Israel Unveils World’s Largest Drone…the Size of a 737

Saturday, April 17, 2010
Heron TP (photo: Israel Aerospace Industries)

Not known for its public displays of new weaponry, Israel’s military sent a message to Iran recently by unveiling its latest “breakthrough” in unmanned aircraft, the Heron TP, nicknamed Eitan, which is Hebrew for “strong.”

The Eitan is the world’s largest drone—with a wingspan of 86 feet that makes it nearly the size of a Boeing 737 jetliner. It can remain airborne for about 20 hours and fly as far as the Persian Gulf, which means it’s capable of entering Iranian airspace.
Not only can the Eitan perform surveillance and carry communications-jamming equipment, but it can also launch air-to-ground missiles. Palestinians say Israel first used the drone during its last offensive in the Gaza Strip. Israeli military commanders have not publicly confirmed the Eitan’s offensive capabilities.
-Noel Brinkerhoff
New Israeli Drone Can Reach Iran (by Tia Goldenberg, Associated Press)
Israel Unveils World's Largest UAV (Homeland Security Newswire)


Padesatka 10 years ago
@SAM I agree that Iran would likely welcome with enthusiasm both the target practice and propaganda value of an Eitan incursion. Attack UAVs will remain a means for beating up on foes without serious air defenses, until the corporations are ready to allow the realization to publicly dawn, that unmanned air-to-air combat vehicles could easily eclipse all manned fighters from now forward. But for now, there are still many billions more to be made on the hollywood and propaganda value of manned fighter jets. We're at the end of an era that has parallels with the sunset of armored knights on armored horseback- our most glamorous and expensive military hardware is actually extremely vulnerable. But as long as there are fortunes to be made, we won't speak of what it was like when heavily-armored knights were first unhorsed and stabbed in the armpits by commonfilk, and we won't advertise the inevitable fate of the first manned "air-superiority" fighters to meet with a swarm of smaller, faster, more maneuverable, and far more cost-effective killer drones. So politicians who fund our present gilded knights-in-armor programs, and who are in the de facto employ of the corporations producing ever more expensive manned combat aircraft won't mention what's obvious to many aviation technology observers: But back to the big dumbos, Global Hawk is one example of a still larger (116' wingspan, 25klb gross weight) and lumbering military UAV, that's been flying for longer, and in greater numbers than Israel's Heron. Its an example of the lumbering public "state of the art" that conspicuously avoids the obvious highly-maneuverable developments, because for now the superpowers are interested in weaker foes, and there are still profitable programs like the F-35 to milk before admitting the obvious. It's one last push to convince the most lavish air forces of the world to make an unprecedented splurge in manned combat aircraft, before deadlier cats will be let out of the bag. That's why we only see big and slow UAVs in public, so far. BBC recently offered a look at NASA's version of the Global Hawk, and it's a closer examination than the public is normally offered of the military variant:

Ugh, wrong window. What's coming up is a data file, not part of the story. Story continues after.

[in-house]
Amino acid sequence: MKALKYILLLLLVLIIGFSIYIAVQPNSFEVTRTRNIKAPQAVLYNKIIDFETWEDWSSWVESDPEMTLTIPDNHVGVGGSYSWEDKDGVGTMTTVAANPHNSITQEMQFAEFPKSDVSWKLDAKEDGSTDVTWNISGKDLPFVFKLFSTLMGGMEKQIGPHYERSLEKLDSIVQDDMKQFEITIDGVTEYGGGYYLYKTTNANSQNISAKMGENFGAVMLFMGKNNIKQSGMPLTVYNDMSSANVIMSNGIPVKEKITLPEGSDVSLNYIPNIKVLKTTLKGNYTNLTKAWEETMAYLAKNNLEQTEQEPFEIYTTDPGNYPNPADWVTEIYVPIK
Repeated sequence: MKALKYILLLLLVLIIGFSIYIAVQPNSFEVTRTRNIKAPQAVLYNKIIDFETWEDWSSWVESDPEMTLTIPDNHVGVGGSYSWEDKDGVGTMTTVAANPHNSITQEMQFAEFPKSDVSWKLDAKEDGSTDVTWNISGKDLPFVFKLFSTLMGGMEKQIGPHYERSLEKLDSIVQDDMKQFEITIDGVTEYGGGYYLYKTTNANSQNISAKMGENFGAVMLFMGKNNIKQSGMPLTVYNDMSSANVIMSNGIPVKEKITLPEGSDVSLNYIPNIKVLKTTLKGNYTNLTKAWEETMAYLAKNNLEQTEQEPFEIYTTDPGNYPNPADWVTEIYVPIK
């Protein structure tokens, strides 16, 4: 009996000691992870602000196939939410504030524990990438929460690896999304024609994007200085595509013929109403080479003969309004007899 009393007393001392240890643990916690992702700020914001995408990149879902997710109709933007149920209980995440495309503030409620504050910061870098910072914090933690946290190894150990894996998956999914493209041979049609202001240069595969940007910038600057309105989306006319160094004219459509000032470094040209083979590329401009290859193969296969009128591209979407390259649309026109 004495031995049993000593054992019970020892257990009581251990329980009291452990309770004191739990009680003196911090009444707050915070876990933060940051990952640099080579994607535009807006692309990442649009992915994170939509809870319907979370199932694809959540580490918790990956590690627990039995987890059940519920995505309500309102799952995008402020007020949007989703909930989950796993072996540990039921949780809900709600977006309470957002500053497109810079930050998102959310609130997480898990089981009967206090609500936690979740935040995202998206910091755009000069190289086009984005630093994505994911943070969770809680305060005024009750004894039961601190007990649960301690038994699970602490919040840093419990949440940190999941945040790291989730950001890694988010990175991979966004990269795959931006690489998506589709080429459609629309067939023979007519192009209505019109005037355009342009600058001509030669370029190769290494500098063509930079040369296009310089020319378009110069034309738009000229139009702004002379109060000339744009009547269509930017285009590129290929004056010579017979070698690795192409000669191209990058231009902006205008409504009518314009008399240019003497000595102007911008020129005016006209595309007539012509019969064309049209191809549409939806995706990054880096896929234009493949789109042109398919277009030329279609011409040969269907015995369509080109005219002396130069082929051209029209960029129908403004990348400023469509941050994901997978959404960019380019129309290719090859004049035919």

sam 10 years ago
I think its about the 6th rollout actually. At least the Iranians have put a few new things out since 2007. How embarrassing. This slow winky piece of crap can probably be shot down with ak47's. Unfortunately the Palestinians only have rocks and slingshots. i love tosee them fly this wreck into Iranian airspace...what ya will last maybe between 5- 10 seconds??
Padesatka 10 years ago
Thanks for calling out this sloppy and sensationalist journalism, [b]blowback[/b]. It wasn't necessary in pointing out yet another Israeli marketing campaign in military technology (disguised as news) for the author to treat the readership as gullible ignorami. Unless readers publicly object to being underestimated, quality journalism will continue its present decline.
blowback 10 years ago
Don't the Israelis realize we got the message in 2007 when they first rolled out this UAV and again a few months ago when they rolled it out a second time. But a third rollout, give us a break! As for the claim that it is "nearly the size of a Boeing 737 jetliner", see for yourself Length: Eitan - 14.00 m (46 ft in) 737 Classic - 31–37 m (102–120 ft) Wingspan: Eitan - 26.00 m (85 ft in) 737 Classic - 28.88 m (94 ft 9 in) Gross weight: Eitan - 4,000 kg (8,800 lb) 737 Classic - Maximum take-off weight: 63,300–68,000 kg (139,500–150,000 lb) Not even close!

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